The most important findings in this study on UKA were that the intraoperative tibial rotation during knee flexion was larger in nonelderly patients than in elderly patients, and the intraoperative tibial internal rotation had a positive influence on the postoperative clinical outcomes only in nonelderly patients.
Regarding the kinematics in Oxford UKA, Kono et al.  compared the in vivo preoperative and postoperative kinematics in Oxford UKA using 2D-3D fluoroscopic surveillance and reported that the tibiofemoral preoperative rotational kinematics was maintained postoperatively after the Oxford mobile-bearing UKA procedure. In addition, Oxford mobile-bearing UKA has been suggested to be superior to fixed-bearing UKA in restoring the normal tibiofemoral biomechanics [27-29]. However, no study has investigated the age difference in perioperative kinematics in UKA. To our knowledge, our study is the first to demonstrate the age difference in intraoperative tibiofemoral rotational kinematics during knee flexion, reporting that the tibial internal rotation was larger in nonelderly patients. In normal knees, the tibial internal rotation during knee flexion has been reported to be a “medial pivot motion,” and this tibial internal rotation could be generated by the four-bar linkage of both cruciate and collateral ligaments [30-32]. Therefore, it was believed that the difference in internal rotation between two groups could be the condition of ligaments and related soft tissues. However, the normal axial rotation decreased proportionately with the progression of medial-grade OA . Therefore, we compared the grade of OA between the elderly and nonelderly patients and observed that the preoperative bone varus deformity in the X-ray was not different between the two patient groups. In addition, this finding supported our theory that the difference in the tibial internal rotation was derived from the quality of related soft tissues.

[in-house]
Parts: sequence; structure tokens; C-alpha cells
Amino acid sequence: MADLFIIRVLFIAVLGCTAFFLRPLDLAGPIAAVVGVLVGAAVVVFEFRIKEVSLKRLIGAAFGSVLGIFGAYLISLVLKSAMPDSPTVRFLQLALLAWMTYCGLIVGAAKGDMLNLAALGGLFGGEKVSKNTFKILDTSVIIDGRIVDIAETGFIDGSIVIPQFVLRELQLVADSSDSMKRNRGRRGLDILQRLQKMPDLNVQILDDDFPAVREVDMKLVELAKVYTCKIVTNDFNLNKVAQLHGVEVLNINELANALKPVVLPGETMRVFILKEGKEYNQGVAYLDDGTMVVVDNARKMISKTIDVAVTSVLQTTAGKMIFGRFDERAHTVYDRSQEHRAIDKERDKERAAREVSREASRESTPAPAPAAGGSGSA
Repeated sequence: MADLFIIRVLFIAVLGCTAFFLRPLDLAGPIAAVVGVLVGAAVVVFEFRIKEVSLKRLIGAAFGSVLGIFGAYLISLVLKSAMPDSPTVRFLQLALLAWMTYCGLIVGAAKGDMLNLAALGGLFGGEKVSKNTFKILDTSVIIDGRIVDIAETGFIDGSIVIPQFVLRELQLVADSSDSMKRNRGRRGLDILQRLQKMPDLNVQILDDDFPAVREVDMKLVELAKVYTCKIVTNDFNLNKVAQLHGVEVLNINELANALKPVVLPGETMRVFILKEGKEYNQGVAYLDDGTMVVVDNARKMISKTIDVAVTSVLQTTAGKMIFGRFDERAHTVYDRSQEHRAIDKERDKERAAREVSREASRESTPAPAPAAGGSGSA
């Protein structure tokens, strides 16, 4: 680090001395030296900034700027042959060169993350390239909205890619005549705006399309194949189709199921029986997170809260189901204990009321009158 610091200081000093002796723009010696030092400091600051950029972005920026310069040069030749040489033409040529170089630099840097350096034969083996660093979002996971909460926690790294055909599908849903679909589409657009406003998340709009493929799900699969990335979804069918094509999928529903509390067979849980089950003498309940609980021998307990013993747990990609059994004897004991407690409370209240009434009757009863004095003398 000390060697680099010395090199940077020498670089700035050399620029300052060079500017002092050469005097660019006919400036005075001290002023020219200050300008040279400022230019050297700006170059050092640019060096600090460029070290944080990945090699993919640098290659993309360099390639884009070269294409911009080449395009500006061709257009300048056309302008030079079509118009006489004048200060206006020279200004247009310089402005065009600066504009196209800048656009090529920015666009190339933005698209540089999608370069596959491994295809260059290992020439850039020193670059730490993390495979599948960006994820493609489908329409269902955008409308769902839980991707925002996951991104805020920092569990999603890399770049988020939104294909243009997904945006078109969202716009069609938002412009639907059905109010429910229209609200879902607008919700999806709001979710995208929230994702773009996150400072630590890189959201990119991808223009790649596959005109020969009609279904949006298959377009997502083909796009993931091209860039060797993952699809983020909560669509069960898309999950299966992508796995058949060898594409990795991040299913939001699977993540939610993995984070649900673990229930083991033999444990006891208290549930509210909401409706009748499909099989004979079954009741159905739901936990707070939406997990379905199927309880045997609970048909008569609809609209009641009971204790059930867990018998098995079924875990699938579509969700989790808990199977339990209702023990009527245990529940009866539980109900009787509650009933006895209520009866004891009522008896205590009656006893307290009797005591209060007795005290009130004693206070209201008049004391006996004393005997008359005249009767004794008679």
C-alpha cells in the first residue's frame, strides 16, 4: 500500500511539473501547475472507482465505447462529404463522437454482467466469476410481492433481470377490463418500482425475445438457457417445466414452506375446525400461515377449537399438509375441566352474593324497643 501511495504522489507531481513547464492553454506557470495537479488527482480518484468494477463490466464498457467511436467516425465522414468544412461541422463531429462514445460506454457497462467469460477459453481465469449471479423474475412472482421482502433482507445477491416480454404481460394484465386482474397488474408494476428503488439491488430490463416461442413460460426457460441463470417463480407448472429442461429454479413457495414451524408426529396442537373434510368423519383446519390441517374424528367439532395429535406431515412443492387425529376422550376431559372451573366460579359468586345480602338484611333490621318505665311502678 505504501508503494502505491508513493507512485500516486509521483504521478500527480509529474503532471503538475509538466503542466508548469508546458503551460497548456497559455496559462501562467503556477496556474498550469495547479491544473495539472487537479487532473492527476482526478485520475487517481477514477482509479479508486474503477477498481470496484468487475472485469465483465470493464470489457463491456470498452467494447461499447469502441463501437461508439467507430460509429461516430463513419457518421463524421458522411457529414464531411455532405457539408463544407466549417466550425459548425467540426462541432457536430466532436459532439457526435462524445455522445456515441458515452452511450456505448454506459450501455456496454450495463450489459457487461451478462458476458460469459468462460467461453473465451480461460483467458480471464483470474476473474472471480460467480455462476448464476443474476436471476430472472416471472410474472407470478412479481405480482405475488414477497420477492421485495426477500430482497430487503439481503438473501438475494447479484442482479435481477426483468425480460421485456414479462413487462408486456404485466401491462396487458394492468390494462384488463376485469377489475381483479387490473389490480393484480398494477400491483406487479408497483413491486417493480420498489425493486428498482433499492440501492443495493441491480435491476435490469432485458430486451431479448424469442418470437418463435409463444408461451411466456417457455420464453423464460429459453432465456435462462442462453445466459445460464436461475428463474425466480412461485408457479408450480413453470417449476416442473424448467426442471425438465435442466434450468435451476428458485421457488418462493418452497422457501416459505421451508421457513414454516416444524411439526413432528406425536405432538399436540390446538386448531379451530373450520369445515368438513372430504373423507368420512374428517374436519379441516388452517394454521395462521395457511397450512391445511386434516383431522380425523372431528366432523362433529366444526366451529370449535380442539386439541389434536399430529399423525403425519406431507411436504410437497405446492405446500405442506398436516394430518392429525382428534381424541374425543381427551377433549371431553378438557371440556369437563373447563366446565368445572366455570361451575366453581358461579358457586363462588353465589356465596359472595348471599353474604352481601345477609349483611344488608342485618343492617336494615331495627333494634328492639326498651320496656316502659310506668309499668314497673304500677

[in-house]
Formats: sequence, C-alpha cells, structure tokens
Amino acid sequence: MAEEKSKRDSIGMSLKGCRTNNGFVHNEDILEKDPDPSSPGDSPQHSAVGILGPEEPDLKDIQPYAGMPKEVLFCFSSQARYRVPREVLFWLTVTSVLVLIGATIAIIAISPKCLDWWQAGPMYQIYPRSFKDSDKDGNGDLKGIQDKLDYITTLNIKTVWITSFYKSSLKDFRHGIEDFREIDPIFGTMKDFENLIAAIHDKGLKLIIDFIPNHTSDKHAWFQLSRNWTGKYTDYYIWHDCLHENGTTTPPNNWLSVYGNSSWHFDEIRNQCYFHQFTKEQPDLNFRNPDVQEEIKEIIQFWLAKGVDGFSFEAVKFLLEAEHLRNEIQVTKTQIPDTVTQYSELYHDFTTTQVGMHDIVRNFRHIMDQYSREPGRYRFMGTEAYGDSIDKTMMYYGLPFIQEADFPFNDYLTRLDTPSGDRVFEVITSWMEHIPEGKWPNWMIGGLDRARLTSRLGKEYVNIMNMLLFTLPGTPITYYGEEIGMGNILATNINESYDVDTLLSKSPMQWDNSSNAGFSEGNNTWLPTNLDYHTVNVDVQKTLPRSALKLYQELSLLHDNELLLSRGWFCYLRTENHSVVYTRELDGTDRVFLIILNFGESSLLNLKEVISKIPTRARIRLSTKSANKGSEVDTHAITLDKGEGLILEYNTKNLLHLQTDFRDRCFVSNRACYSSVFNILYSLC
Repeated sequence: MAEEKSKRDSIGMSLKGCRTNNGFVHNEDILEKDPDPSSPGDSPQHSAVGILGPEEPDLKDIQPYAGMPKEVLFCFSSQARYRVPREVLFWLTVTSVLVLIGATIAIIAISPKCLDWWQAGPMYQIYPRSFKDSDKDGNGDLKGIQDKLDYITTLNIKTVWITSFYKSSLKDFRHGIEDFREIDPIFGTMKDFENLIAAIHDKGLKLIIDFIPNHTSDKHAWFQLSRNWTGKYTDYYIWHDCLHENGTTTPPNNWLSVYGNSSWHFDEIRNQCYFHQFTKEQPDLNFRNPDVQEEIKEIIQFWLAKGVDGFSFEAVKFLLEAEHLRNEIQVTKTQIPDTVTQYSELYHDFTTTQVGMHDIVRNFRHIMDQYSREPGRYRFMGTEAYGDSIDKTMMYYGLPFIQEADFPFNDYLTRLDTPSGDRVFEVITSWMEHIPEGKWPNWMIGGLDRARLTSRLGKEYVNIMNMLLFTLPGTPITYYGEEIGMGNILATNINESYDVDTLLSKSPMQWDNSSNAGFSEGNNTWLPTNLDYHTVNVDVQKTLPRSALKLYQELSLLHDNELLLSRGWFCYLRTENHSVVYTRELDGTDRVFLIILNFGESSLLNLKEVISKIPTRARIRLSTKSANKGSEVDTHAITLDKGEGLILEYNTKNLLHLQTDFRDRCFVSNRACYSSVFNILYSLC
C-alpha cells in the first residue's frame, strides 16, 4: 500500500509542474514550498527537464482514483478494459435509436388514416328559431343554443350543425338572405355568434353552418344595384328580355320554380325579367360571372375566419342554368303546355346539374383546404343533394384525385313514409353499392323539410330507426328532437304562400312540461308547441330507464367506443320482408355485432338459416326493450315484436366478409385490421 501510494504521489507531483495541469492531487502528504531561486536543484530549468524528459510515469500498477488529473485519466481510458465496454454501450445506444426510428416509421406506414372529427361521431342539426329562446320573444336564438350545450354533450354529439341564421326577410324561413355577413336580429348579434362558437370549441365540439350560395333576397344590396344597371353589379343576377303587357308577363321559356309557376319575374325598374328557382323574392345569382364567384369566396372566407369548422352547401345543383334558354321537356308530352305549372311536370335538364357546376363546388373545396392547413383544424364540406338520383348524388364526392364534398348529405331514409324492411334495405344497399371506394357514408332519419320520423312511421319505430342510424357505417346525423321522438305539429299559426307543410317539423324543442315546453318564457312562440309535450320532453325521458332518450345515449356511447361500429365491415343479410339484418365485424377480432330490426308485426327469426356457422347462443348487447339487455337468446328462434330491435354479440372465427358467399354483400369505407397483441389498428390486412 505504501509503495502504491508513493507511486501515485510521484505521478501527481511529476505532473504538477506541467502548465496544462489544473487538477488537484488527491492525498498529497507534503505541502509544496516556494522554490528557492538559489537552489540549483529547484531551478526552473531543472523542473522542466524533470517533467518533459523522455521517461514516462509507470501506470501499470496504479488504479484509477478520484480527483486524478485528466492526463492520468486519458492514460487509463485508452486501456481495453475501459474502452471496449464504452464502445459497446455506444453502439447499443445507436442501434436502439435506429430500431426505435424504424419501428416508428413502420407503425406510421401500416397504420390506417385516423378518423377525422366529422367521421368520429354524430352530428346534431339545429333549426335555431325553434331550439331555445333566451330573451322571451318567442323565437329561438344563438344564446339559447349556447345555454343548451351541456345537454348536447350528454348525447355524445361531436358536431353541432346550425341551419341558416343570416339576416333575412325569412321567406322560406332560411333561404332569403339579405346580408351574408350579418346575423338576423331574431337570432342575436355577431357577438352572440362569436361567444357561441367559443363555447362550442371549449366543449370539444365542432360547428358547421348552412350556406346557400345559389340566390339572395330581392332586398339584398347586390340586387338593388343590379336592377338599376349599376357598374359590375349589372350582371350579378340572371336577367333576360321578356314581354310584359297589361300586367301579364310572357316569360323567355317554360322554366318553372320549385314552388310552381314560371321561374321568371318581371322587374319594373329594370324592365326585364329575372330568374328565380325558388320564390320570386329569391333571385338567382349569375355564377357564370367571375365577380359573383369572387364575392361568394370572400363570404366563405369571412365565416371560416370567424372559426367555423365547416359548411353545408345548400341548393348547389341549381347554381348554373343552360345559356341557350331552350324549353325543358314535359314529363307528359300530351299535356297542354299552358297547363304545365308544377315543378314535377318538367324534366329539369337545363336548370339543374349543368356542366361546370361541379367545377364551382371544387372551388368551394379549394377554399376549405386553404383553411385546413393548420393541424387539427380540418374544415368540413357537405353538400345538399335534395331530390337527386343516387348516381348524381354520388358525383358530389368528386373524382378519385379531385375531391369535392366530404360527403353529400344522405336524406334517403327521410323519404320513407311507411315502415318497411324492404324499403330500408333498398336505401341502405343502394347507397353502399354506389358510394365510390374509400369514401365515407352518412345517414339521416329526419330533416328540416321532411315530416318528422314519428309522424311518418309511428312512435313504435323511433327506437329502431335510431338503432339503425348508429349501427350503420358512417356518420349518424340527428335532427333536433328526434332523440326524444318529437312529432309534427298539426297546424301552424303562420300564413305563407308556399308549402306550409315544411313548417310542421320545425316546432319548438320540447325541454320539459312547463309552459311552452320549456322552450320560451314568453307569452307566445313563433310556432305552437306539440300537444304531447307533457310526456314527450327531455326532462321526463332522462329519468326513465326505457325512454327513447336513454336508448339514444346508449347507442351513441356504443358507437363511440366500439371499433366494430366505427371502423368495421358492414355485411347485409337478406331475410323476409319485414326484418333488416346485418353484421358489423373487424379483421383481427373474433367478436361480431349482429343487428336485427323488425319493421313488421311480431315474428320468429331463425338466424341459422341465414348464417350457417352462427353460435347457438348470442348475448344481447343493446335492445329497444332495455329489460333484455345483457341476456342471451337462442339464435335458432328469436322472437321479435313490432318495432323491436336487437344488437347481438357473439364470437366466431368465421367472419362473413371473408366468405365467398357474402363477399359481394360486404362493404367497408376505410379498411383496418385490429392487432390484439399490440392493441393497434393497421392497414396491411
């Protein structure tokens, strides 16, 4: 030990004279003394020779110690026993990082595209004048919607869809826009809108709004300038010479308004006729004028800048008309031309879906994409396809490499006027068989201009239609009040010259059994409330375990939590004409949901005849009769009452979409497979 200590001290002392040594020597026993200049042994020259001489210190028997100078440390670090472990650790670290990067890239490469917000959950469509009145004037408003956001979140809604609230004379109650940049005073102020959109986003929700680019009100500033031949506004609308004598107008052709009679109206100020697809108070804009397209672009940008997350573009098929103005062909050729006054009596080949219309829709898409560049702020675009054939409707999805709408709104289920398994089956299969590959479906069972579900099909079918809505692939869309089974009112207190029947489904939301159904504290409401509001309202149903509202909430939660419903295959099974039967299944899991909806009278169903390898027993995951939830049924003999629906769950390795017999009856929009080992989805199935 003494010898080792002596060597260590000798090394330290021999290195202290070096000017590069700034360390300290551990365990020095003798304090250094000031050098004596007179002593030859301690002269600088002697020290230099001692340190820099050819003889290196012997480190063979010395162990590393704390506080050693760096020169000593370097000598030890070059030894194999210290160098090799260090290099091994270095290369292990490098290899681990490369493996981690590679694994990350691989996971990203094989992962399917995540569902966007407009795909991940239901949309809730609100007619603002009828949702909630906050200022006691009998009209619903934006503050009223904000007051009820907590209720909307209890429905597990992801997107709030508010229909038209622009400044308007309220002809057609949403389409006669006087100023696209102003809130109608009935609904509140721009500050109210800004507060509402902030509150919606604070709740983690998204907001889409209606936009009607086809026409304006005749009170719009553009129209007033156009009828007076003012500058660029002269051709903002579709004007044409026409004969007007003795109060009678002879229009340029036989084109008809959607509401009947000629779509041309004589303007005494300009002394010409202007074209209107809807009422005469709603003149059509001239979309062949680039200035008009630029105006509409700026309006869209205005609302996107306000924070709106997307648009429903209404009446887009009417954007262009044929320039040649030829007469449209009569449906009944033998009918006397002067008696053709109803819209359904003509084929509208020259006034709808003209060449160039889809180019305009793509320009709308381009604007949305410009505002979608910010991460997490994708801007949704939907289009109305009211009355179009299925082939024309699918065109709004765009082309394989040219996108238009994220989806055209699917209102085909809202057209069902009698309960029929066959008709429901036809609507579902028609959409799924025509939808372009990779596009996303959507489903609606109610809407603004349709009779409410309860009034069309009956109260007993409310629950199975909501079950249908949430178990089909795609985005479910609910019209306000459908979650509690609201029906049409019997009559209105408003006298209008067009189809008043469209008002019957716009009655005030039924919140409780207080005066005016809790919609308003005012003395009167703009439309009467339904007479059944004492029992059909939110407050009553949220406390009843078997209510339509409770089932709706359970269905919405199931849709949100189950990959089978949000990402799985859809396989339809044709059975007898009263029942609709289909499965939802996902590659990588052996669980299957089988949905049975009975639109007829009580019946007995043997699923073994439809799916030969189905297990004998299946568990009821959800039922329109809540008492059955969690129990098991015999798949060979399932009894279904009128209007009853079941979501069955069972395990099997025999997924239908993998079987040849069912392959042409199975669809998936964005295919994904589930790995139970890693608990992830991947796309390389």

Nevertheless, UKA has become a standard surgery for not only middle-aged patients but also elderly patients [4, 5, 34, 35]. Iacono et al.  evaluated the mid- to long-term clinical and radiographic results after Oxford mobile-bearing UKA in elderly patients (aged ≥75 years) and reported that their postoperative range of motion, Oxford Knee Score, Knee Society Score, and WOMAC score were satisfactory and the tibial component alignment was still maintained at the 9-year follow-up. They concluded that UKA was a viable option to treat medial OA even for elderly patients in terms of pain relief and activity scores. In contrast, Siman et al.  reported that in elderly patients (aged ≥75 years), UKA could not result in a superior Knee Society Score to that in patients undergoing TKA, although patients undergoing UKA had shorter hospital stay, shorter operative time, and lower estimated blood loss than patients undergoing TKA. Furthermore, Kennedy et al.  reported that the Oxford Knee Score after UKA in elderly patients was significantly lower than that in younger patients. Nevertheless, these studies did not distinguish clinical pain relief and clinical recovery of activity postoperatively, because elderly patients with lower muscle strength could have lower potential in recovery of activity than nonelderly patients who have higher muscle strength. The difference between TKA and UKA could disappear because of the lower activity recovery in elderly patients. Therefore, it is necessary to evaluate postoperative clinical results separately with the pain relief and activity components when evaluating elderly patients. From this viewpoint, the present study is meaningful and our results are reasonable, that is, pain relief and flexion angle after UKA were achieved in both elderly and nonelderly patients, and the activity scores after UKA were greater in nonelderly patients than in elderly patients. However, Fabre-Aubrespy et al.  evaluated the clinical outcomes of elderly patients (aged ≥75 years) who underwent fixed-bearing UKA and distinguished pain relief scores from activity scores. They reported that not only pain relief scores (Pain and Symptom in the KOOS, Knee Society Score) but also the recovery of activity scores (NKFS and ADL in KOOS) in their study were better for elderly patients treated with UKA than for elderly patients treated with TKA. Their results confirmed that the activity score after UKA in elderly patients was less than that in nonelderly patients, but more than that in elderly patients undergoing TKA, thereby indicating that UKA was a viable surgical option even for elderly patients in terms of pain relief and recovery of activity.